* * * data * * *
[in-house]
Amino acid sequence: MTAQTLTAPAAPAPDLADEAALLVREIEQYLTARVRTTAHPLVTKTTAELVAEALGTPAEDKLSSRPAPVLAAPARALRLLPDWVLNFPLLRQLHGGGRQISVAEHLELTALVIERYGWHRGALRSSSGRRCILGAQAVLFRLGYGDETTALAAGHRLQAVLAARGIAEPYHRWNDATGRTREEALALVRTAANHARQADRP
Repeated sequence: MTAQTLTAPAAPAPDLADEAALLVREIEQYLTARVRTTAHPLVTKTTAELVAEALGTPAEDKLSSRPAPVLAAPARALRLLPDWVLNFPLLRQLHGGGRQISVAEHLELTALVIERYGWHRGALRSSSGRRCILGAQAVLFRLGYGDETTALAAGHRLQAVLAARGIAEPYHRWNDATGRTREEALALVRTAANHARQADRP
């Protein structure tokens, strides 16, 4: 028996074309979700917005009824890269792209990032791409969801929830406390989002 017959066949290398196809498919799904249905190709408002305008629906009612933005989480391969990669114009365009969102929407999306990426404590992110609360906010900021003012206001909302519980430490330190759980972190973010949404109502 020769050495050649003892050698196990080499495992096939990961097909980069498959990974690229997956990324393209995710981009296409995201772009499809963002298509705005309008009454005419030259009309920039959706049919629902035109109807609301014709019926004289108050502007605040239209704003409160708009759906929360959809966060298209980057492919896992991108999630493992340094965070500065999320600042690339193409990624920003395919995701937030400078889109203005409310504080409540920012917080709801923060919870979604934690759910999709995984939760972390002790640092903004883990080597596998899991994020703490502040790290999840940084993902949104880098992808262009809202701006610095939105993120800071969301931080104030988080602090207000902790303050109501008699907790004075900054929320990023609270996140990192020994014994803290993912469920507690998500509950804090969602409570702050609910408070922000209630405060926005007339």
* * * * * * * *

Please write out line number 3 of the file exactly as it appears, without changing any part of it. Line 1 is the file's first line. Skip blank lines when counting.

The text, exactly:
Repeated sequence: MTAQTLTAPAAPAPDLADEAALLVREIEQYLTARVRTTAHPLVTKTTAELVAEALGTPAEDKLSSRPAPVLAAPARALRLLPDWVLNFPLLRQLHGGGRQISVAEHLELTALVIERYGWHRGALRSSSGRRCILGAQAVLFRLGYGDETTALAAGHRLQAVLAARGIAEPYHRWNDATGRTREEALALVRTAANHARQADRP